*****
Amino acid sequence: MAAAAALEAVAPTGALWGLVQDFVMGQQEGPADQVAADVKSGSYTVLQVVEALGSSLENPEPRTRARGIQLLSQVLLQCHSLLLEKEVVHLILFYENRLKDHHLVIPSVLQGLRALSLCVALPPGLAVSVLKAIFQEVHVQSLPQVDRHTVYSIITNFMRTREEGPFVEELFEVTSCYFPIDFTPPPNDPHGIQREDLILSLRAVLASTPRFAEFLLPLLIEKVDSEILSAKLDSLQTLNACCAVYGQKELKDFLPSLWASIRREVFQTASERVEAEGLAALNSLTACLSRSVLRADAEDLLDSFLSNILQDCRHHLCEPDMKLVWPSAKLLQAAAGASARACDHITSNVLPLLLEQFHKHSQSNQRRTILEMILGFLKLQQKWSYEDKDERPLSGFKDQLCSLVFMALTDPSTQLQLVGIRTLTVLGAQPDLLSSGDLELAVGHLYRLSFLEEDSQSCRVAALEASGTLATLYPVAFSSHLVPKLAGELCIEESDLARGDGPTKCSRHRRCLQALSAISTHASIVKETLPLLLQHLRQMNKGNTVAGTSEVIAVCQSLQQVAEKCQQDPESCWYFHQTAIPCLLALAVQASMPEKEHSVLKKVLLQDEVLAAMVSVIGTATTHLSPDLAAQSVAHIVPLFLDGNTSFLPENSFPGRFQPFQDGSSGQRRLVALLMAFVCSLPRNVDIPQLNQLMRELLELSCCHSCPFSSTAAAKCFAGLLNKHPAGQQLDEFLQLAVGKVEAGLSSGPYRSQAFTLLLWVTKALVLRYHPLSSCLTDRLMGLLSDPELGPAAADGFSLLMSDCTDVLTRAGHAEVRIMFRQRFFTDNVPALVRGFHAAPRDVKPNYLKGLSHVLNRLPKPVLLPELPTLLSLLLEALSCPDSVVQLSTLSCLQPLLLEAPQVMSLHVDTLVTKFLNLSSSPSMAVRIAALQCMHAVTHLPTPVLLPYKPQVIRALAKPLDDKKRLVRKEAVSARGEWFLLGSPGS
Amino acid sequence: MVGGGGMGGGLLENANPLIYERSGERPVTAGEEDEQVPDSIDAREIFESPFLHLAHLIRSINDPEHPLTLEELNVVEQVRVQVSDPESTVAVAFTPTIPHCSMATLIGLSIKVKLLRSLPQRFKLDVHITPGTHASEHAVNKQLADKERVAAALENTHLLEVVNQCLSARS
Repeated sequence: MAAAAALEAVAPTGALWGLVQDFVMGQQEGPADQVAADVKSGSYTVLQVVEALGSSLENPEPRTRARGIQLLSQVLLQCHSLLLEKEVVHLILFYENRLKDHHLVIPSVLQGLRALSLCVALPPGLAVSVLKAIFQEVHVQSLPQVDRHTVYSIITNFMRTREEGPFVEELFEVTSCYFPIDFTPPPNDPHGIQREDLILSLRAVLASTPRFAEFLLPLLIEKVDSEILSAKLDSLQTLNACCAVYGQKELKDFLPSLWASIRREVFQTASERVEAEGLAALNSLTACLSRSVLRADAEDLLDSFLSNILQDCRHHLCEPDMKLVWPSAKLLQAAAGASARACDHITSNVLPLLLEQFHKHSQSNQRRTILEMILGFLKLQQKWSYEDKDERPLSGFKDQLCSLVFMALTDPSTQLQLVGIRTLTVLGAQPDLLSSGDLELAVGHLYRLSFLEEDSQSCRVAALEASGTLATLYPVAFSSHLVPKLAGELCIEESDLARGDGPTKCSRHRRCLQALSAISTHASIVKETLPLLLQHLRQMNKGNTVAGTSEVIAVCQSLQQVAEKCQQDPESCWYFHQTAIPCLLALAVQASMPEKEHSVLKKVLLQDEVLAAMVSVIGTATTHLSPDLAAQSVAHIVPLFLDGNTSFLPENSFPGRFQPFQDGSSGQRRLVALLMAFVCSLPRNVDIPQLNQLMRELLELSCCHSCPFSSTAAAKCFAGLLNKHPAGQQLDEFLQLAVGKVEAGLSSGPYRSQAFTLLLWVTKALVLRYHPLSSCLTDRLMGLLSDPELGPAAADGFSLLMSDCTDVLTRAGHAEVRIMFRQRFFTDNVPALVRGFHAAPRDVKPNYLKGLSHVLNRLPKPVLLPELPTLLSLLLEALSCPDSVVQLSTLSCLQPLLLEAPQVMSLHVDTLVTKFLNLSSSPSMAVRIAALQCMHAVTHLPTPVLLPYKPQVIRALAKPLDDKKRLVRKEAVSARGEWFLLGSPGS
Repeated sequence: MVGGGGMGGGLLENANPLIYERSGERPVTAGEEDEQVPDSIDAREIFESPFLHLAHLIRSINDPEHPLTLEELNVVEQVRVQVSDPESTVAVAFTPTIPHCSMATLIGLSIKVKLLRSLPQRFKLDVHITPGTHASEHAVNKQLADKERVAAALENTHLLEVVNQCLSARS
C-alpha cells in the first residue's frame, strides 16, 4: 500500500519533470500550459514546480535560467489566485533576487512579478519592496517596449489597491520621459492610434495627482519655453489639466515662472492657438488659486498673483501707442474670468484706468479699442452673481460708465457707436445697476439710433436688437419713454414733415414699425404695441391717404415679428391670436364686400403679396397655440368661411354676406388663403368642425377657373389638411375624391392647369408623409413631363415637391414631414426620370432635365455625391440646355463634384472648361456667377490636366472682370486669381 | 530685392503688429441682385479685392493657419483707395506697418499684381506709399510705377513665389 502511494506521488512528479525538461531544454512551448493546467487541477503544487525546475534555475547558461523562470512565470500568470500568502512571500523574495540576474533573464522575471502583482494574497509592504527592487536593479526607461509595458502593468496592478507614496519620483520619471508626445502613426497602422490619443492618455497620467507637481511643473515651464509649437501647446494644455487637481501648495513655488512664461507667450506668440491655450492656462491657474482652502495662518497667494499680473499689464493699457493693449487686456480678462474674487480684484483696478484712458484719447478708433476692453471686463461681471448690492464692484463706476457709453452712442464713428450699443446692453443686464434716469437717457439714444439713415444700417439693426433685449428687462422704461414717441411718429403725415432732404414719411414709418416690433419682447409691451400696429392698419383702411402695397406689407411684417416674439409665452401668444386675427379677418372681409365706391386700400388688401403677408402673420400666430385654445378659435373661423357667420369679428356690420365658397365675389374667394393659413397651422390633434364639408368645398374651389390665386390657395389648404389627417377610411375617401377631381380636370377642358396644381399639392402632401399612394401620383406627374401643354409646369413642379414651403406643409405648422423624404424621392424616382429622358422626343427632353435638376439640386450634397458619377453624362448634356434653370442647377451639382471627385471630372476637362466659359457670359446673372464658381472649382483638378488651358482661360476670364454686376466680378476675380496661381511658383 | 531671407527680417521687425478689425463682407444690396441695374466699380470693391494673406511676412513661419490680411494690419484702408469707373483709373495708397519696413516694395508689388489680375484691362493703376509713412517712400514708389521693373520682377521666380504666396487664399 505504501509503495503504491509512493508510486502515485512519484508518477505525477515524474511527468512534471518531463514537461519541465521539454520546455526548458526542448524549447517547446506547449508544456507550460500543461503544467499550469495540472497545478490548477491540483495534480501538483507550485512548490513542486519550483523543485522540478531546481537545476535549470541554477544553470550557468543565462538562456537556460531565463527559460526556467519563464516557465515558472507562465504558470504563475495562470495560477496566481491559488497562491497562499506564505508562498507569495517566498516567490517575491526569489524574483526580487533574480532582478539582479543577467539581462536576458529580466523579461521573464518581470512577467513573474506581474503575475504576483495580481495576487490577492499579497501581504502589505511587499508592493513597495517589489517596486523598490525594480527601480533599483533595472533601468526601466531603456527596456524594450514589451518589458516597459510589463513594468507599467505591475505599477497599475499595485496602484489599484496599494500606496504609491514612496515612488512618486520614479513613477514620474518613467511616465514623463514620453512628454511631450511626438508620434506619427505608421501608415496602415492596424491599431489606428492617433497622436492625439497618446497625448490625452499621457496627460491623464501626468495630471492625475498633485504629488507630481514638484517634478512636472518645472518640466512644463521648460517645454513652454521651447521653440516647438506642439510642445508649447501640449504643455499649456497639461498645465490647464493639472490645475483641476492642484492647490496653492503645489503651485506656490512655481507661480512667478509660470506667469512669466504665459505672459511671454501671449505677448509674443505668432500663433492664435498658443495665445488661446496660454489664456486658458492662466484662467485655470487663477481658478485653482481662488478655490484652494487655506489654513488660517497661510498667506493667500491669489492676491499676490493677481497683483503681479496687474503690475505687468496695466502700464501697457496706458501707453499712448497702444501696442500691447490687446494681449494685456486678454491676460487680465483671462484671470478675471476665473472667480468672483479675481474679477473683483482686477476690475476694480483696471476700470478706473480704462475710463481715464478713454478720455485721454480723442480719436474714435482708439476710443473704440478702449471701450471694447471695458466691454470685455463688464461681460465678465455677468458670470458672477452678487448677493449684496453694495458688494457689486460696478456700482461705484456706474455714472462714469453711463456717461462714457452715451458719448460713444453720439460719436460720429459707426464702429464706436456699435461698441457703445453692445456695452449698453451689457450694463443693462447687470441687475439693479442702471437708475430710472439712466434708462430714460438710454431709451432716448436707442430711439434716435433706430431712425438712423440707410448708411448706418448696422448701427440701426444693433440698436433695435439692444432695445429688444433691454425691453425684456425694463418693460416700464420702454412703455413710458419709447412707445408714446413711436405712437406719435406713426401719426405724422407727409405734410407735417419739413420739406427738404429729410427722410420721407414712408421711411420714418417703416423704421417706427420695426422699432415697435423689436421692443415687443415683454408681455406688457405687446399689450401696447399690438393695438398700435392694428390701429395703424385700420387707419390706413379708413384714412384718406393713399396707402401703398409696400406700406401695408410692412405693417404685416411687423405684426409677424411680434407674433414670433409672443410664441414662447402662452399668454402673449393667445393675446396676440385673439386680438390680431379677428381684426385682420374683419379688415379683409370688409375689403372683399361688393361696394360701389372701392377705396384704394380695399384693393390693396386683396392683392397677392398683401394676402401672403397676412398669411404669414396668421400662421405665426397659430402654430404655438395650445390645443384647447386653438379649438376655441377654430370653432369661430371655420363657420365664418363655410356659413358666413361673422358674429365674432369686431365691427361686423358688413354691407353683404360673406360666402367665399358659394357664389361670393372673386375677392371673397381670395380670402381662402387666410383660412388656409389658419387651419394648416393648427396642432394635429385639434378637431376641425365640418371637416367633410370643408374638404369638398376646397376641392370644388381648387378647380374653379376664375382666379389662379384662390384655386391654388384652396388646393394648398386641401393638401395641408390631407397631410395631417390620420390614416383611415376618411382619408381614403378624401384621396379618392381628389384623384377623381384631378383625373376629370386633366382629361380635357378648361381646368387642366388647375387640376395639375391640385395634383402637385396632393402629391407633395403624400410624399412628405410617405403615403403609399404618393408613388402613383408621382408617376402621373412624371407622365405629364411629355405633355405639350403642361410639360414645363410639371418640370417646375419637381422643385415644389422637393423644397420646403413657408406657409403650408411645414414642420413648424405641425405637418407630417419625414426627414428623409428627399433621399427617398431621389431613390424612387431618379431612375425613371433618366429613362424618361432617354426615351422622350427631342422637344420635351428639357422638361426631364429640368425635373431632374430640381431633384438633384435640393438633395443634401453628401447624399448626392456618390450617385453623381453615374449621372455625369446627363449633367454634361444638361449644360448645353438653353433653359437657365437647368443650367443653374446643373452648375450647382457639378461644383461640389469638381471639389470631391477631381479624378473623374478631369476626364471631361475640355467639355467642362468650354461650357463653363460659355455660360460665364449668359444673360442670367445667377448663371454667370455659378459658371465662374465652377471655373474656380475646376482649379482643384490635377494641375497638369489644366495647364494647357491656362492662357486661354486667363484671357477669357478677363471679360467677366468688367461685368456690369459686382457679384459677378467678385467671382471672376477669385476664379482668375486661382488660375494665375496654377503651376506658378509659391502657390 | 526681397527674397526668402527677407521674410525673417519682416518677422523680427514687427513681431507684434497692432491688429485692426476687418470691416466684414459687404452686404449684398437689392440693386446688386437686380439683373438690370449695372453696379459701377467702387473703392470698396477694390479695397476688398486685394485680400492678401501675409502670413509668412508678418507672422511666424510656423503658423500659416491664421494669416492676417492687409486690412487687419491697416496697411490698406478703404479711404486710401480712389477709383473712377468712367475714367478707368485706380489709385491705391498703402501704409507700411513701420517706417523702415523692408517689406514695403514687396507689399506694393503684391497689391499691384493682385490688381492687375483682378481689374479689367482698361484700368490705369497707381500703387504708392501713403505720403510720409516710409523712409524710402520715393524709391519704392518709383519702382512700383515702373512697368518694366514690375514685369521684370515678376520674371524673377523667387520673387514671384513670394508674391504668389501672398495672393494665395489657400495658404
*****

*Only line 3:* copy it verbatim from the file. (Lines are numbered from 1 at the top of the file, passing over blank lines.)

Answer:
Repeated sequence: MAAAAALEAVAPTGALWGLVQDFVMGQQEGPADQVAADVKSGSYTVLQVVEALGSSLENPEPRTRARGIQLLSQVLLQCHSLLLEKEVVHLILFYENRLKDHHLVIPSVLQGLRALSLCVALPPGLAVSVLKAIFQEVHVQSLPQVDRHTVYSIITNFMRTREEGPFVEELFEVTSCYFPIDFTPPPNDPHGIQREDLILSLRAVLASTPRFAEFLLPLLIEKVDSEILSAKLDSLQTLNACCAVYGQKELKDFLPSLWASIRREVFQTASERVEAEGLAALNSLTACLSRSVLRADAEDLLDSFLSNILQDCRHHLCEPDMKLVWPSAKLLQAAAGASARACDHITSNVLPLLLEQFHKHSQSNQRRTILEMILGFLKLQQKWSYEDKDERPLSGFKDQLCSLVFMALTDPSTQLQLVGIRTLTVLGAQPDLLSSGDLELAVGHLYRLSFLEEDSQSCRVAALEASGTLATLYPVAFSSHLVPKLAGELCIEESDLARGDGPTKCSRHRRCLQALSAISTHASIVKETLPLLLQHLRQMNKGNTVAGTSEVIAVCQSLQQVAEKCQQDPESCWYFHQTAIPCLLALAVQASMPEKEHSVLKKVLLQDEVLAAMVSVIGTATTHLSPDLAAQSVAHIVPLFLDGNTSFLPENSFPGRFQPFQDGSSGQRRLVALLMAFVCSLPRNVDIPQLNQLMRELLELSCCHSCPFSSTAAAKCFAGLLNKHPAGQQLDEFLQLAVGKVEAGLSSGPYRSQAFTLLLWVTKALVLRYHPLSSCLTDRLMGLLSDPELGPAAADGFSLLMSDCTDVLTRAGHAEVRIMFRQRFFTDNVPALVRGFHAAPRDVKPNYLKGLSHVLNRLPKPVLLPELPTLLSLLLEALSCPDSVVQLSTLSCLQPLLLEAPQVMSLHVDTLVTKFLNLSSSPSMAVRIAALQCMHAVTHLPTPVLLPYKPQVIRALAKPLDDKKRLVRKEAVSARGEWFLLGSPGS